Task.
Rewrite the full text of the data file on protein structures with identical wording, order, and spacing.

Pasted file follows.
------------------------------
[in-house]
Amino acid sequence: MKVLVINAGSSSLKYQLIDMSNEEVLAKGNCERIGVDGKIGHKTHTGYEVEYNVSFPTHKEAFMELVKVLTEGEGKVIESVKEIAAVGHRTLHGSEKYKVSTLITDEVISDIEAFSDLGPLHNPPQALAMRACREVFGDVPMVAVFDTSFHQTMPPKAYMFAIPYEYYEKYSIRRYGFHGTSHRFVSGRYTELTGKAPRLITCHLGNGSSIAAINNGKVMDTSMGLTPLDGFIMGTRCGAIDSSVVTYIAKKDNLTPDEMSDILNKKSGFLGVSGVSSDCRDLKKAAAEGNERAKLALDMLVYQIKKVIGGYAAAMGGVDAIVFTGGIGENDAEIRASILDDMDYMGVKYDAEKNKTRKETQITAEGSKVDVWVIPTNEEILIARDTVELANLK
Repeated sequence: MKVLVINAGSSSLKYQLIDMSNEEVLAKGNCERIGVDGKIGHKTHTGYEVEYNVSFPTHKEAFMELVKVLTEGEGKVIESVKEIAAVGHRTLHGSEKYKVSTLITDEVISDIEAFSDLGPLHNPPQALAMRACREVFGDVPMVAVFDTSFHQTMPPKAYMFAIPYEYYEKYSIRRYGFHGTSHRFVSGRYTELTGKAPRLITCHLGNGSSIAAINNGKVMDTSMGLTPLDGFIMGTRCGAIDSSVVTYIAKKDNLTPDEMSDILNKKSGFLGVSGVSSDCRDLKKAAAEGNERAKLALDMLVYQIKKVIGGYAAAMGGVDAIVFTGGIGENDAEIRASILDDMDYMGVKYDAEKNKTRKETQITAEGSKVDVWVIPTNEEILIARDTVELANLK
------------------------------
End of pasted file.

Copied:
[in-house]
Amino acid sequence: MKVLVINAGSSSLKYQLIDMSNEEVLAKGNCERIGVDGKIGHKTHTGYEVEYNVSFPTHKEAFMELVKVLTEGEGKVIESVKEIAAVGHRTLHGSEKYKVSTLITDEVISDIEAFSDLGPLHNPPQALAMRACREVFGDVPMVAVFDTSFHQTMPPKAYMFAIPYEYYEKYSIRRYGFHGTSHRFVSGRYTELTGKAPRLITCHLGNGSSIAAINNGKVMDTSMGLTPLDGFIMGTRCGAIDSSVVTYIAKKDNLTPDEMSDILNKKSGFLGVSGVSSDCRDLKKAAAEGNERAKLALDMLVYQIKKVIGGYAAAMGGVDAIVFTGGIGENDAEIRASILDDMDYMGVKYDAEKNKTRKETQITAEGSKVDVWVIPTNEEILIARDTVELANLK
Repeated sequence: MKVLVINAGSSSLKYQLIDMSNEEVLAKGNCERIGVDGKIGHKTHTGYEVEYNVSFPTHKEAFMELVKVLTEGEGKVIESVKEIAAVGHRTLHGSEKYKVSTLITDEVISDIEAFSDLGPLHNPPQALAMRACREVFGDVPMVAVFDTSFHQTMPPKAYMFAIPYEYYEKYSIRRYGFHGTSHRFVSGRYTELTGKAPRLITCHLGNGSSIAAINNGKVMDTSMGLTPLDGFIMGTRCGAIDSSVVTYIAKKDNLTPDEMSDILNKKSGFLGVSGVSSDCRDLKKAAAEGNERAKLALDMLVYQIKKVIGGYAAAMGGVDAIVFTGGIGENDAEIRASILDDMDYMGVKYDAEKNKTRKETQITAEGSKVDVWVIPTNEEILIARDTVELANLK